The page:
Tyvek, Running, Heavy Times | Empty Bottle | Rock, Pop, Etc | Chicago Reader

Tyvek, Running, Heavy Times Critic's Choice Recommended Soundboard

When: Sun., Jan. 30, 7 p.m. 2011

TYVEK In the early aughts, Buffalo transplants the Tyrades borrowed a line from San Francisco protopunks Crime, calling themselves "Chicago's First and Only Punk Band." Thing was, they exploded in such an intense fireball of kinetic, cathartic violence onstage that I had no problem thinking of them as the World's Last Punk Band. And for a while it seemed like they might be. Since the Tyrades split, a few groups have kept the spark alive, making music that's at least moderately interesting and sometimes almost transcendent, but quote-unquote punk rock has clearly been abandoned by the kids who traditionally discover it anew every generation—half the lineup on the Warped Tour is guylinered teenybopper hokum. Then along came Detroit's Tyvek, whose latest LP, the 12-song, 26-minute Nothing Fits (In the Red), proves there might be a few more heartbeats in the old broad just yet. If any current band can muster the kind of everything-at-once cyclone the Tyrades did, it's Tyvek. Front man and guitarist Kevin Boyer sings in a crude, delirious Everynerd yelp that heightens the mania of what's already a pounding, frenetic album filled with howling, barking, anthemic art-klang. From the catchy hop-on-pop Wire-isms of "4312" to the lead-pipe-to-the-skull scream of the title track to the death-ray boom-chick of "Kid Tut," Nothing Fits is one of the most essential rock records of 2010. Running and Heavy Times open.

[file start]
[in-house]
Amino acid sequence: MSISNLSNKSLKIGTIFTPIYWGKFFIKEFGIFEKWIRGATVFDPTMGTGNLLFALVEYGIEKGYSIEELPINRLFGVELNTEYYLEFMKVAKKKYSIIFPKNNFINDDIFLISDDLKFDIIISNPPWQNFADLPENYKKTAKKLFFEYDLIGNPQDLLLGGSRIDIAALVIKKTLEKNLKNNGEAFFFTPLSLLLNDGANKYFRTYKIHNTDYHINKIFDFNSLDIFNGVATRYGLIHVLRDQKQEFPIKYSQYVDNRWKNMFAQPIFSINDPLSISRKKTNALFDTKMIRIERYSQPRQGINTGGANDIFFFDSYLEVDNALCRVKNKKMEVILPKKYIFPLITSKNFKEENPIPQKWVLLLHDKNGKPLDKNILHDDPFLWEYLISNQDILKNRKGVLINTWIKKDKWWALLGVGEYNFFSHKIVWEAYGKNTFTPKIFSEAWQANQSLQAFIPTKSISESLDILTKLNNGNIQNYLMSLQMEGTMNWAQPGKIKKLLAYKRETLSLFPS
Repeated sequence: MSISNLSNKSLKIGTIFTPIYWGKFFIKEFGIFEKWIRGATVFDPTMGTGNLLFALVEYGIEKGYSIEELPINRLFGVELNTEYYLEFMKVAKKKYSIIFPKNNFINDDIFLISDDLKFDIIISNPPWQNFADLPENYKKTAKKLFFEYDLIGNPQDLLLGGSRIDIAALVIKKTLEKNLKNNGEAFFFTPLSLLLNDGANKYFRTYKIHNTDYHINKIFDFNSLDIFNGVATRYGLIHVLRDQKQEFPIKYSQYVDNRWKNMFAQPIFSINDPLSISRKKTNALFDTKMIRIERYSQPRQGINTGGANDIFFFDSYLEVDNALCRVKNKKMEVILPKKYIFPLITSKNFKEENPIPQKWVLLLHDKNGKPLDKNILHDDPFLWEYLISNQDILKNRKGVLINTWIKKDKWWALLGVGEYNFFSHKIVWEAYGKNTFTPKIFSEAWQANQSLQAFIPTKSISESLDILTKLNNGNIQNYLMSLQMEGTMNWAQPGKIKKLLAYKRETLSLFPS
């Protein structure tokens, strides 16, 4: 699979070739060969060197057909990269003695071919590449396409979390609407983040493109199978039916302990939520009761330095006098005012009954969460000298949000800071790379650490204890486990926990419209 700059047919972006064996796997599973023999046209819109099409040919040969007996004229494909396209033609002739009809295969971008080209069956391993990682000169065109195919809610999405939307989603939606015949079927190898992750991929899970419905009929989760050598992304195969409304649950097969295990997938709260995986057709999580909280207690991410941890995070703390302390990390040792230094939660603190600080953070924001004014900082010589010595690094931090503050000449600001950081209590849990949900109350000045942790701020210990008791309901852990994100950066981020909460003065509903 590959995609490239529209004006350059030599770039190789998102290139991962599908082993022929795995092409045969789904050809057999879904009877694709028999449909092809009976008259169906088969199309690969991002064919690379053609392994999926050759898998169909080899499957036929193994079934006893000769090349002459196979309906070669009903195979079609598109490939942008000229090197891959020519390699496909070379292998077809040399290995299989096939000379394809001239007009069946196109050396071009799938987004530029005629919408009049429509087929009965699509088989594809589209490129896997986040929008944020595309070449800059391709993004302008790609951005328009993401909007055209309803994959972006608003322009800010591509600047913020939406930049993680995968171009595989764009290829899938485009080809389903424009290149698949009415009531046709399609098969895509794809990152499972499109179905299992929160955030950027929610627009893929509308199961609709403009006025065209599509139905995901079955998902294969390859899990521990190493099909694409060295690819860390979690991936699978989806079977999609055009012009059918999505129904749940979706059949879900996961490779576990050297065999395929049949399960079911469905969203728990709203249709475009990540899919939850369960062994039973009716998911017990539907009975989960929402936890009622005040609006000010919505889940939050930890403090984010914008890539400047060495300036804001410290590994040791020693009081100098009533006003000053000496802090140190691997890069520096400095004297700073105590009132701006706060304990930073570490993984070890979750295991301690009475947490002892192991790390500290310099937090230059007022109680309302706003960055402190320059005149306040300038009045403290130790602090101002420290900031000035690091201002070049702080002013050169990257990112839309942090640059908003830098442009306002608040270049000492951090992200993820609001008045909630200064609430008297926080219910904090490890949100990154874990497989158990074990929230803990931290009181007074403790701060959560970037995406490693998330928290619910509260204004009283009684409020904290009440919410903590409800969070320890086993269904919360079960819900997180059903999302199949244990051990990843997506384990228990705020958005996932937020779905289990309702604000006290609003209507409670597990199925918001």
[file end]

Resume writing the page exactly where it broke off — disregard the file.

Brian Costello

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